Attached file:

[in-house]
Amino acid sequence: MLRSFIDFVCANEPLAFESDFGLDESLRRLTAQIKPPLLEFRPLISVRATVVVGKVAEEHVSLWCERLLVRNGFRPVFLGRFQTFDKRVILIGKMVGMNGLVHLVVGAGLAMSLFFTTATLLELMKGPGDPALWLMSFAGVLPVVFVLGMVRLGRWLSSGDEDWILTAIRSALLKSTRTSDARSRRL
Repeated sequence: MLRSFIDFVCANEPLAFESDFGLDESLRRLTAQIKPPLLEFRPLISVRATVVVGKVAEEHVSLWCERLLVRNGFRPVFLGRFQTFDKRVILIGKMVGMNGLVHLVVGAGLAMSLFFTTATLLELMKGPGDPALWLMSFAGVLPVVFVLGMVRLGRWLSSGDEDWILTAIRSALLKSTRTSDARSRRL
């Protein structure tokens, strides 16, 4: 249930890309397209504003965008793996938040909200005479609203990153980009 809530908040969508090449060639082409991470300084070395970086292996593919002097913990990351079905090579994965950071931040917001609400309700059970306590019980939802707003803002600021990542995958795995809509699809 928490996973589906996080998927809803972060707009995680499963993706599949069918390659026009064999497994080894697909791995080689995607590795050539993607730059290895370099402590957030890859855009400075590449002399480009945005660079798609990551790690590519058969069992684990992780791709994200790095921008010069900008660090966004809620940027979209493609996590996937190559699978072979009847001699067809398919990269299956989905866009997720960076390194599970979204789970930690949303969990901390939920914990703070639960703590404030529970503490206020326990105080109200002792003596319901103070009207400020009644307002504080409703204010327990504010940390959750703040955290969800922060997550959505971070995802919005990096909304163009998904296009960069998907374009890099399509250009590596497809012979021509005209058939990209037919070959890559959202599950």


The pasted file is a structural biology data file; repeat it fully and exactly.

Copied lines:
[in-house]
Amino acid sequence: MLRSFIDFVCANEPLAFESDFGLDESLRRLTAQIKPPLLEFRPLISVRATVVVGKVAEEHVSLWCERLLVRNGFRPVFLGRFQTFDKRVILIGKMVGMNGLVHLVVGAGLAMSLFFTTATLLELMKGPGDPALWLMSFAGVLPVVFVLGMVRLGRWLSSGDEDWILTAIRSALLKSTRTSDARSRRL
Repeated sequence: MLRSFIDFVCANEPLAFESDFGLDESLRRLTAQIKPPLLEFRPLISVRATVVVGKVAEEHVSLWCERLLVRNGFRPVFLGRFQTFDKRVILIGKMVGMNGLVHLVVGAGLAMSLFFTTATLLELMKGPGDPALWLMSFAGVLPVVFVLGMVRLGRWLSSGDEDWILTAIRSALLKSTRTSDARSRRL
């Protein structure tokens, strides 16, 4: 249930890309397209504003965008793996938040909200005479609203990153980009 809530908040969508090449060639082409991470300084070395970086292996593919002097913990990351079905090579994965950071931040917001609400309700059970306590019980939802707003803002600021990542995958795995809509699809 928490996973589906996080998927809803972060707009995680499963993706599949069918390659026009064999497994080894697909791995080689995607590795050539993607730059290895370099402590957030890859855009400075590449002399480009945005660079798609990551790690590519058969069992684990992780791709994200790095921008010069900008660090966004809620940027979209493609996590996937190559699978072979009847001699067809398919990269299956989905866009997720960076390194599970979204789970930690949303969990901390939920914990703070639960703590404030529970503490206020326990105080109200002792003596319901103070009207400020009644307002504080409703204010327990504010940390959750703040955290969800922060997550959505971070995802919005990096909304163009998904296009960069998907374009890099399509250009590596497809012979021509005209058939990209037919070959890559959202599950």